But despite broad support for a bill to extend the ACP with $7 billion, and a push for lawmakers to move the bill to the floor through a discharge petition, Congress is unlikely to act.

Indeed, in a letter to telecom industry groups NCTA and CTIA last week, a group of Senate Democrats seemed resigned to the fact that the ACP extension bill won't pass in time to stop the funding shortfall and instead urged service providers to keep full ACP support going in May without the federal benefit. According to the FCC, the ACP subsidy will drop from $30 to $14 in May.

"With the Federal Communications Commission (FCC) announcing that it is able to fund only a portion of benefits for households enrolled in the Affordable Connectivity Program (ACP) in May, we urge your members to cover the remainder of these costs to ensure families do not face higher internet expenses," states the letter, signed by Sen. Ed Markey (D-MA), alongside Senators Laphonza Butler (D-CA), Bernie Sanders (I-VT), Elizabeth Warren (D-MA) and Ron Wyden (D-OR).

Related:Broadband coalition urges House to force a vote on ACP

"With internet service providers having received billions of federal dollars in ACP funds, covering the May shortfall is a small price for your members to pay to demonstrate their commitment to putting their subscribers first," the senators added.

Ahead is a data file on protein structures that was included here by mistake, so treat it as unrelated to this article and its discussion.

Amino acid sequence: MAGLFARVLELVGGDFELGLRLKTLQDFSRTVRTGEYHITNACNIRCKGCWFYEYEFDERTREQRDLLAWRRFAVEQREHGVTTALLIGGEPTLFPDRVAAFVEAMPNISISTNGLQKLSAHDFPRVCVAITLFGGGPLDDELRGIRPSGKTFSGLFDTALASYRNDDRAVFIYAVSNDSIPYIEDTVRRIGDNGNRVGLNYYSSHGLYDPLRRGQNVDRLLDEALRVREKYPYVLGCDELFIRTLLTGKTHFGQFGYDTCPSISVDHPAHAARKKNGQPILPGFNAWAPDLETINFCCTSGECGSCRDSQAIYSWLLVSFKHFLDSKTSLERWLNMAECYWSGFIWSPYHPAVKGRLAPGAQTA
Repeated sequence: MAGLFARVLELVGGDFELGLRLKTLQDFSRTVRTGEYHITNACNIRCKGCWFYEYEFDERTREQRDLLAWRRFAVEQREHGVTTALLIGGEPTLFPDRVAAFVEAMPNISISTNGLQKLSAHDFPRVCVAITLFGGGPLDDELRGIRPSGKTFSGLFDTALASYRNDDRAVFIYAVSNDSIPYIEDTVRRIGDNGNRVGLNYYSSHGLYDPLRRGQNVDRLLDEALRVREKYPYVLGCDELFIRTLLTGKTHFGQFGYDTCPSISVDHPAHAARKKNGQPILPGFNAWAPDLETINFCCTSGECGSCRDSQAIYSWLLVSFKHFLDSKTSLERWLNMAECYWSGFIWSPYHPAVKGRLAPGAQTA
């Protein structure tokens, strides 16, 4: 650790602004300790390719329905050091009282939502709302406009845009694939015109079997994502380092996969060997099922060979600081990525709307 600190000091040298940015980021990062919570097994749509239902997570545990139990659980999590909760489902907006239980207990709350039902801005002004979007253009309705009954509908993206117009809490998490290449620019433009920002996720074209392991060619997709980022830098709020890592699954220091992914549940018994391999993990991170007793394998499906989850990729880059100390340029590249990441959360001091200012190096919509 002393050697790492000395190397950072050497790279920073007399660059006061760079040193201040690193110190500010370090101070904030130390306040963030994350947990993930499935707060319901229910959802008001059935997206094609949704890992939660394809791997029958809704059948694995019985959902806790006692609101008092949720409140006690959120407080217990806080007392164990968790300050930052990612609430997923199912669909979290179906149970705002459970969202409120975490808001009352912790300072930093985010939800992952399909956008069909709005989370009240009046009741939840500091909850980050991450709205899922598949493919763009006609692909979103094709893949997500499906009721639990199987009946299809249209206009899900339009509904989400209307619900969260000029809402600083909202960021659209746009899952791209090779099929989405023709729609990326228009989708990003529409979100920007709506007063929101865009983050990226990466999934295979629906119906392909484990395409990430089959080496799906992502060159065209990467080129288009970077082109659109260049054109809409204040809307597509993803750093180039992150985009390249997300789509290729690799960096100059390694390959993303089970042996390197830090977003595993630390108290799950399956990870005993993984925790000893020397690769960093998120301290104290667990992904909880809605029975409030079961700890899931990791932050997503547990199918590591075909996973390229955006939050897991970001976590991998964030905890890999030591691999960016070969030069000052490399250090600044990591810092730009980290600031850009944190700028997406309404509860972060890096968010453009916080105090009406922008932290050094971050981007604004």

Path for other states

In a note for New Street Research on Friday, telecom analyst and former FCC official Blair Levin called the court decision on New York's affordable broadband requirement a "negative for ISPs" and added that it "paints a path that other states will look at as the Affordable Connectivity Program (ACP) runs out of funds."

It remains to be seen if other states take a cue from New York and attempt an affordable broadband law of their own. But it's reasonable to look to the states that joined New York's appeal of the injunction as possible places where that could happen. Those states include California, Connecticut, Delaware, Hawaii, Illinois, Maine, Maryland, Massachusetts, Michigan, Minnesota, Nebraska, Nevada, New Jersey, New Mexico, North Carolina, Oregon, Pennsylvania, Rhode Island, Vermont, Virginia, Washington and Wisconsin – plus the District of Columbia. In their 2021 brief supporting New York's appeal, the states alleged that the "plaintiffs' preemption theories would undermine the states' abilities to protect their residents."

"In a world where the federal government is subsidizing low-income households for $30 a month, states did not need to take action to address low-income broadband affordability," added Levin in his New Street Research note. "Now, with ACP going away, states may try to assist low-income households to keep them connected."

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About the Author(s)

Nicole Ferraro

Editor, host of 'The Divide' podcast, Light Reading

Nicole covers broadband, policy and the digital divide. She hosts The Divide on the Light Reading Podcast and tracks broadband builds in The Buildout column. Some* call her the Broadband Broad (*nobody).